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"On my part, I remain committed to the process of dialogue. It is my firm belief that dialogue and a willingness to look with honesty and clarity at the reality of Tibet can lead us to a viable solution."

The politics of repression in China

February 21, 2010

What are they afraid of?
The economy is booming and politics stable. Yet China’s leaders seem edgy
The Economist
February 18, 2010

"THE forces pulling China toward integration and
openness are more powerful today than ever
before," said President Bill Clinton in 1999.
China then, though battered by the Asian
financial crisis, was busy dismantling
state-owned enterprises and pushing for admission
to the World Trade Organisation. Today, however, those forces look much weaker.

A spate of recent events, from the heavy jail
sentences passed on human-rights activists to an
undiplomatic obduracy at the climate-change
negotiations in Copenhagen last December, invite
questions about the thinking of China’s leaders.
Has their view of the outside world and dissent
at home changed? Or were the forces detected by
Mr Clinton and so many others after all not
pulling so hard in the direction they were expecting?

The early years of what China calls its "reform
and opening" after 1978 were marked by cycles of
liberalisation and repression. The turning-points
were usually marked by political crisis: dissent
on the streets, leadership struggles, or both.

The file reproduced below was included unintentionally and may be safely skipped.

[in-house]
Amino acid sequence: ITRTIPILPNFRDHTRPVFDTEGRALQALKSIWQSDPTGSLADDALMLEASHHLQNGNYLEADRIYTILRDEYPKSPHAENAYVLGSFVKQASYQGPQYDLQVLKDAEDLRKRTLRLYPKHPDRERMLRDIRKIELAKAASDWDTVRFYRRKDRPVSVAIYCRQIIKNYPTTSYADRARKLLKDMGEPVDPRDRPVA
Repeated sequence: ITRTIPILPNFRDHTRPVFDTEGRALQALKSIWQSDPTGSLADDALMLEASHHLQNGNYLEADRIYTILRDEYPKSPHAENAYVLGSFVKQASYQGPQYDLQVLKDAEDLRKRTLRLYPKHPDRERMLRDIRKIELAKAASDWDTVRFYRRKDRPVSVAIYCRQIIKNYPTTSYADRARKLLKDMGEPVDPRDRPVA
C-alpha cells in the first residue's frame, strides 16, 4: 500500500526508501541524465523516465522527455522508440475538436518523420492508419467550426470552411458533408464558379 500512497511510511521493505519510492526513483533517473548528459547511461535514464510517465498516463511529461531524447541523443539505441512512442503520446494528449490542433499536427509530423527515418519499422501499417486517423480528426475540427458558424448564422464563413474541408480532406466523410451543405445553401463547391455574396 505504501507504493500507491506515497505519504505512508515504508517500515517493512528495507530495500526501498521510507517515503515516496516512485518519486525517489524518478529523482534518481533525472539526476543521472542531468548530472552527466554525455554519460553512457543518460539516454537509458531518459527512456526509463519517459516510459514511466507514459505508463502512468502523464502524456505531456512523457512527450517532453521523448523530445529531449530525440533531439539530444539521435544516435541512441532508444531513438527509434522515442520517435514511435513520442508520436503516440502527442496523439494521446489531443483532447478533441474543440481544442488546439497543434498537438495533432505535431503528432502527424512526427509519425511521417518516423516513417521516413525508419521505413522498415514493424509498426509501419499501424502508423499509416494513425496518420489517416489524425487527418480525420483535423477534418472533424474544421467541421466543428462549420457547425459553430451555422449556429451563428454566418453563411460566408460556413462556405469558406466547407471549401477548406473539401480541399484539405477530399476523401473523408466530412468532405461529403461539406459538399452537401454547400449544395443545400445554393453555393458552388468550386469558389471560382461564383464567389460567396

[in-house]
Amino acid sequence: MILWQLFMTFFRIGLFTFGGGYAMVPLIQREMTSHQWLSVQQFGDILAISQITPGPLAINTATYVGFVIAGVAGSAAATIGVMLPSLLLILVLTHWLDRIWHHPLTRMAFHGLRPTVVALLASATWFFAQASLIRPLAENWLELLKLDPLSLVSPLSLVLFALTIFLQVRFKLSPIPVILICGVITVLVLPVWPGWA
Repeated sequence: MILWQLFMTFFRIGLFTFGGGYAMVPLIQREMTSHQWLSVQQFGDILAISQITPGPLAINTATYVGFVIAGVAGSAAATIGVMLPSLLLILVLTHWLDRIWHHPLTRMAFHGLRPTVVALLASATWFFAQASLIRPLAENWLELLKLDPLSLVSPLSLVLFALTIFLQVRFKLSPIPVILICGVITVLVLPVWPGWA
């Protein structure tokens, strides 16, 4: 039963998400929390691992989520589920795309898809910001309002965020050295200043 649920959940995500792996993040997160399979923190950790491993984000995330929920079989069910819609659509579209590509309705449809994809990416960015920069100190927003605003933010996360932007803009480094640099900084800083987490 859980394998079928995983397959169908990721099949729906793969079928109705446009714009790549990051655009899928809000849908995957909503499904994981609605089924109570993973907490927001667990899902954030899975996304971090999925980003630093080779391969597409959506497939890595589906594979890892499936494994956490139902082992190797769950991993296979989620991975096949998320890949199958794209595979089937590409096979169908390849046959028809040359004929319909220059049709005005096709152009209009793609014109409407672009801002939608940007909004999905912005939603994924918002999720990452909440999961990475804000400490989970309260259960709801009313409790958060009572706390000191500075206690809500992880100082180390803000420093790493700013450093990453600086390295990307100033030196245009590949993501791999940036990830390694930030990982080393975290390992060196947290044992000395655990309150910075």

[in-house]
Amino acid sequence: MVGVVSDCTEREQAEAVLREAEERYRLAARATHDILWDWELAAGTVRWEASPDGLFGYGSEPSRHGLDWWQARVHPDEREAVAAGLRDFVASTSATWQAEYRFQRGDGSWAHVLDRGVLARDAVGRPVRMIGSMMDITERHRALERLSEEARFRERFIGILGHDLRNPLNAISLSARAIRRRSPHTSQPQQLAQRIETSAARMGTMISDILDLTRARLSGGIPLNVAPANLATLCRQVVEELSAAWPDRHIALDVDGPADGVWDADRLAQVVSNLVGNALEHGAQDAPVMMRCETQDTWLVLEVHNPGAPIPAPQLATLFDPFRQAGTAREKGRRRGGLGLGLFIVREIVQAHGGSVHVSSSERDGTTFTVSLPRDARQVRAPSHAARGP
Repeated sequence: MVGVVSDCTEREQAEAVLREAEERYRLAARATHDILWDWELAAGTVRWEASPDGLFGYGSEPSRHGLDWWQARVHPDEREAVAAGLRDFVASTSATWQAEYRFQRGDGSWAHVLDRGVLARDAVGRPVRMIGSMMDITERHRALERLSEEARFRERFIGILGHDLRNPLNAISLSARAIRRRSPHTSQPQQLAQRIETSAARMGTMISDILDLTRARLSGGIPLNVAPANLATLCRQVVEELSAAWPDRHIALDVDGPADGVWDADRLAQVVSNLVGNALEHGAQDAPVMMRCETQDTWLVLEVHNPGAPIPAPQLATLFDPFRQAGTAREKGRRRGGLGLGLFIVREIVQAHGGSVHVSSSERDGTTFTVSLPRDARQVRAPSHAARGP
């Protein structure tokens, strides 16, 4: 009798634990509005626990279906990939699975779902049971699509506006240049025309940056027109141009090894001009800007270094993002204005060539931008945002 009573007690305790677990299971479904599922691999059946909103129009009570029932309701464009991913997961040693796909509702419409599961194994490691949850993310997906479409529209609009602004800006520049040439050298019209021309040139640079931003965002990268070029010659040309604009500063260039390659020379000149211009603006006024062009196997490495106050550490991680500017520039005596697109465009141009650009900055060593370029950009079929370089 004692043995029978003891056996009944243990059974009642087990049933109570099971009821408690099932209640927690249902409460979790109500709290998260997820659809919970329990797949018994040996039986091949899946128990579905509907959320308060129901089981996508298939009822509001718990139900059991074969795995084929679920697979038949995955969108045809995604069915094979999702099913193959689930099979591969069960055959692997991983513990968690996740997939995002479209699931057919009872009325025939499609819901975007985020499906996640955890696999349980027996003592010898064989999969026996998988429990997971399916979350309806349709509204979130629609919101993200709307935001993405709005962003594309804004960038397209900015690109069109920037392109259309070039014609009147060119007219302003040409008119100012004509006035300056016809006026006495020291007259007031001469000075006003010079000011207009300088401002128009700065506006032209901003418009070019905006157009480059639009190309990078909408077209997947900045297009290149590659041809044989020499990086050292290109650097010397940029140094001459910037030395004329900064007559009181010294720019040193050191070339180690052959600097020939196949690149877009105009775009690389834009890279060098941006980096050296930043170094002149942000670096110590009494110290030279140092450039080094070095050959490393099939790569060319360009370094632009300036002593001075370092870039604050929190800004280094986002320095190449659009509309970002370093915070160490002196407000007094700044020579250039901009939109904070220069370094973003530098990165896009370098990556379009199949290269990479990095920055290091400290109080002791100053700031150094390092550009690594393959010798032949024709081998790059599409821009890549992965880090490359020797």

Now, however, the only big protest movements are
repressed ones among ethnic minorities in Tibet
and Xinjiang. China’s big cities are hardly
roiled by political turmoil. By the time Liu
Xiaobo, an academic, was sentenced to 11 years in
prison in December, dissident debate surrounding
the reform manifesto he had issued a year earlier
had long subsided. Yet it was the heaviest-known
penalty imposed on any activist for “inciting
subversion” since such a crime was written into law in 1997.

China has so far survived the global economic
downturn with hardly any of the agitation many
once feared it might cause among unemployed
workers or jobless university graduates. The
economy grew at a very robust-sounding 8.7% last
year and is predicted by many to be on course for similar growth in 2010.

Sweeping changes are due in the senior leadership
in 2012 and 2013, including the replacement of
President Hu Jintao and of the prime minister,
Wen Jiabao. But if a struggle is brewing, signs
of it are hard to spot. An unusually high-profile
campaign against organised crime by the party
chief of Chongqing municipality, Bo Xilai, has
raised eyebrows. Some speculate that it is part
of a bid by Mr Bo, who is a Politburo member, to
whip up popular support for his promotion to the
Politburo’s all-powerful Standing Committee in
2012. An online poll by an official website chose
Mr Bo as the "most inspiring voice" of 2009.

But Andrew Nathan of Columbia University in New
York does not see this as a challenge to the
expected shoo-in for Xi Jinping, the
vice-president, as China’s next leader, despite
Mr Xi’s failure last year to garner the leading
military post analysts thought would form part of
his grooming. Li Keqiang, a deputy prime
minister, still looks set to take over from Mr Wen in 2013.

Against this backdrop of political stability and
economic growth, the most credible interpretation